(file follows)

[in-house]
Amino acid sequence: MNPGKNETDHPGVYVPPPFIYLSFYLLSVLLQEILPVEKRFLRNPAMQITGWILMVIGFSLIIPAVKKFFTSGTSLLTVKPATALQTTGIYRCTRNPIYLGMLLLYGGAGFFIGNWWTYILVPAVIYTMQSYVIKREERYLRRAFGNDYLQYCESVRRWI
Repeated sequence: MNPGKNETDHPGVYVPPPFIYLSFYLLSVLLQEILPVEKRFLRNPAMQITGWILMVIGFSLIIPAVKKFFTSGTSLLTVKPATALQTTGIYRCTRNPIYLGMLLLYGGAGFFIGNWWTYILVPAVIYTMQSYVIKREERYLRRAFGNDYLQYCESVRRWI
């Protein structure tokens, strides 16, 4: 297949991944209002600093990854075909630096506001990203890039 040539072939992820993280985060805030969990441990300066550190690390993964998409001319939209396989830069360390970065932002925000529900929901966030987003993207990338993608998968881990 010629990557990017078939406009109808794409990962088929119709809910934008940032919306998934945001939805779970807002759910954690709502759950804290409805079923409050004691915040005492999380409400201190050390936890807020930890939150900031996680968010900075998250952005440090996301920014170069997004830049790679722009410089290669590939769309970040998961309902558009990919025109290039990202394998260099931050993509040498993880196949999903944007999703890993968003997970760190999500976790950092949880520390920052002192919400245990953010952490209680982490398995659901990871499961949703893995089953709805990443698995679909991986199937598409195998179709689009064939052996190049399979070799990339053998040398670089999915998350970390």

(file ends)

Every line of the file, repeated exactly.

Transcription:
[in-house]
Amino acid sequence: MNPGKNETDHPGVYVPPPFIYLSFYLLSVLLQEILPVEKRFLRNPAMQITGWILMVIGFSLIIPAVKKFFTSGTSLLTVKPATALQTTGIYRCTRNPIYLGMLLLYGGAGFFIGNWWTYILVPAVIYTMQSYVIKREERYLRRAFGNDYLQYCESVRRWI
Repeated sequence: MNPGKNETDHPGVYVPPPFIYLSFYLLSVLLQEILPVEKRFLRNPAMQITGWILMVIGFSLIIPAVKKFFTSGTSLLTVKPATALQTTGIYRCTRNPIYLGMLLLYGGAGFFIGNWWTYILVPAVIYTMQSYVIKREERYLRRAFGNDYLQYCESVRRWI
């Protein structure tokens, strides 16, 4: 297949991944209002600093990854075909630096506001990203890039 040539072939992820993280985060805030969990441990300066550190690390993964998409001319939209396989830069360390970065932002925000529900929901966030987003993207990338993608998968881990 010629990557990017078939406009109808794409990962088929119709809910934008940032919306998934945001939805779970807002759910954690709502759950804290409805079923409050004691915040005492999380409400201190050390936890807020930890939150900031996680968010900075998250952005440090996301920014170069997004830049790679722009410089290669590939769309970040998961309902558009990919025109290039990202394998260099931050993509040498993880196949999903944007999703890993968003997970760190999500976790950092949880520390920052002192919400245990953010952490209680982490398995659901990871499961949703893995089953709805990443698995679909991986199937598409195998179709689009064939052996190049399979070799990339053998040398670089999915998350970390």